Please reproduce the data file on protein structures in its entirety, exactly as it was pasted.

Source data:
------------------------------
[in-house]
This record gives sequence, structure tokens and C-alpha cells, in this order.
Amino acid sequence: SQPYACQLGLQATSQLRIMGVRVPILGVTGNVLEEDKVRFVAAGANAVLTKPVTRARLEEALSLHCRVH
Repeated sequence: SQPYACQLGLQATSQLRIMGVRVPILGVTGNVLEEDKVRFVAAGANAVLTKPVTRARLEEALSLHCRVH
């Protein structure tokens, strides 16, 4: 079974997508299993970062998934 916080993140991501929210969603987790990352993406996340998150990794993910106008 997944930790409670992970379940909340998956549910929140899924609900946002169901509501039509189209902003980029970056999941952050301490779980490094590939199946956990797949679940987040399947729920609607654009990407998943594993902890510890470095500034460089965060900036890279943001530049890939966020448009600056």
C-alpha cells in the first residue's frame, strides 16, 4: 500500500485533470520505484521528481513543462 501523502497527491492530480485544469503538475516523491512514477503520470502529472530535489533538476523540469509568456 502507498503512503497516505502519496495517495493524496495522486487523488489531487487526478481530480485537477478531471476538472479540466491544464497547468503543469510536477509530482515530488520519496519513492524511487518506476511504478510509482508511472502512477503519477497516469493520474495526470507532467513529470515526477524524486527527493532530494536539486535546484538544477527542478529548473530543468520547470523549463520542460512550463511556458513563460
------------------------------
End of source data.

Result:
[in-house]
This record gives sequence, structure tokens and C-alpha cells, in this order.
Amino acid sequence: SQPYACQLGLQATSQLRIMGVRVPILGVTGNVLEEDKVRFVAAGANAVLTKPVTRARLEEALSLHCRVH
Repeated sequence: SQPYACQLGLQATSQLRIMGVRVPILGVTGNVLEEDKVRFVAAGANAVLTKPVTRARLEEALSLHCRVH
């Protein structure tokens, strides 16, 4: 079974997508299993970062998934 916080993140991501929210969603987790990352993406996340998150990794993910106008 997944930790409670992970379940909340998956549910929140899924609900946002169901509501039509189209902003980029970056999941952050301490779980490094590939199946956990797949679940987040399947729920609607654009990407998943594993902890510890470095500034460089965060900036890279943001530049890939966020448009600056």
C-alpha cells in the first residue's frame, strides 16, 4: 500500500485533470520505484521528481513543462 501523502497527491492530480485544469503538475516523491512514477503520470502529472530535489533538476523540469509568456 502507498503512503497516505502519496495517495493524496495522486487523488489531487487526478481530480485537477478531471476538472479540466491544464497547468503543469510536477509530482515530488520519496519513492524511487518506476511504478510509482508511472502512477503519477497516469493520474495526470507532467513529470515526477524524486527527493532530494536539486535546484538544477527542478529548473530543468520547470523549463520542460512550463511556458513563460